But what has happened here goes far beyond that. What we see here is a democratically elected government being told that the policies and platform they campaigned on and were voted in on must be changed for the welfare of the very voters whose will they had previously been acting on. Given that the Netherlands practices a variant of proportional representation you cannot even make the claim often made in Canada that the government doesn’t truly represent the true will of the citizenry as only a minority of them elected it. No, the government of the Netherlands is one that a majority of its citizens chose and gave a mandate to. The people spoke, and now they are being told that what they had to say does not matter. This is not just a matter of a particular law having found to be in contradiction of some constitutional right, but rather a decree that numerous far reaching areas of government policy such as energy, economics and taxation must be altered to meet the opinions of one presiding judge.
To be clear, I am not saying you cannot be concerned about climate change, or argue that more needs to be done to try and protect the environment. That is topic people can agree to disagree on which can be debated in the public sphere. What I am saying, though, is that you cannot applaud this ruling and also claim to be an advocate of democracy. You cannot say that government is for the people and by the people, and caveat that by saying the exception is when the people get it wrong or choose a path that you happen to disagree on.
That this ruling has been so widely applauded by so many progressives simply confirms my suspicions that for all their talk of the speaking for the people, what they really want is to speak on behalf of the people. Why shouldn’t they? Rousseau, the first prophet of what would become the religion of progress, recognize this. He realized that the people must be forced to be free, for too often the people simply don’t know what is good for them. Ordinary folks are too easily swayed by rhetoric and easy promises, and are too concerned with their own petty, immediate material interests to recognize what is really good for them. What’s really needed is governing by someone enlightened and wise who can make the proper decisions, all for the people’s own good of course.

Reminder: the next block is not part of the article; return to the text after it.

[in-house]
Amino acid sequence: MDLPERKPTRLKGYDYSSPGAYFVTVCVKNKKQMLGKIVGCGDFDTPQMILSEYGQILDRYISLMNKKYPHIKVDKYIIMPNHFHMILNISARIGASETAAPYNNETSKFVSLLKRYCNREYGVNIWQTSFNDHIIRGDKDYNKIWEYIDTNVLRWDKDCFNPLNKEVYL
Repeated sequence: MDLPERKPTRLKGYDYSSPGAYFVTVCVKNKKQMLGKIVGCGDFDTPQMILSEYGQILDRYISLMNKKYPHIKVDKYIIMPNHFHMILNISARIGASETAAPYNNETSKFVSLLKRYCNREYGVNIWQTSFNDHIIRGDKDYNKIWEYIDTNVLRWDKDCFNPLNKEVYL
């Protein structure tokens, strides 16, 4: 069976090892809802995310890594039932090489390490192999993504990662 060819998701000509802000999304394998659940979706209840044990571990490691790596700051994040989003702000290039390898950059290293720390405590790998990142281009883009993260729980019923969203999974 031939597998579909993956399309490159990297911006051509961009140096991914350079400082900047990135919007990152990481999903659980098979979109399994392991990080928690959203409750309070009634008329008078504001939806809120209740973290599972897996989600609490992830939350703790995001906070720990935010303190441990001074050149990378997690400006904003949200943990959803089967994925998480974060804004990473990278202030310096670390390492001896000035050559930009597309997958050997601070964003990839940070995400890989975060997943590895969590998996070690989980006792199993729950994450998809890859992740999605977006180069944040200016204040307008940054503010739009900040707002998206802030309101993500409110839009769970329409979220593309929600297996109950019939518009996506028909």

If that is the case, then why should we even bother carrying on with the pretense that we are a democracy? Why not just allow a supreme court of judges make all the governing decisions for us, and skip the expense and time of having elections and legislatures and elected representatives. In fact, why not just hand power back to the Dutch royal family and let them reign as God’s ordained ruler over the Dutch people? For that is exactly what we are witnessing here, the will of the people being told it is secondary to the better and wiser judgement of one person’s arbitrary decisions. It is Plato’s philosopher-king made real, though thankfully without his additional provisions on communal wives and childbearing by rigged lottery.
I freely admit I don’t worship at the altar of democracy. I see democracy as a means to an end, that end being good governance, so I’m not particularly moved by arguments that proportional representation is more democratic than First Past the Post. The very people cheering this decision do claim to believe democracy, in its purest of meanings, is a good in and of itself. So I say please drop the hypocrisy. If you truly believe in democracy that means accepting that sometimes things are not going to go your way. Sometimes decisions will be made that you disagree with. Sometimes issues that you care passionately about will be ignored and overlooked in favor of others that are simply more popular. You cannot force your brothers to be free in accordance with some predetermined path, you can only exercise your own right to try and freely persuade them to follow the path you advocate.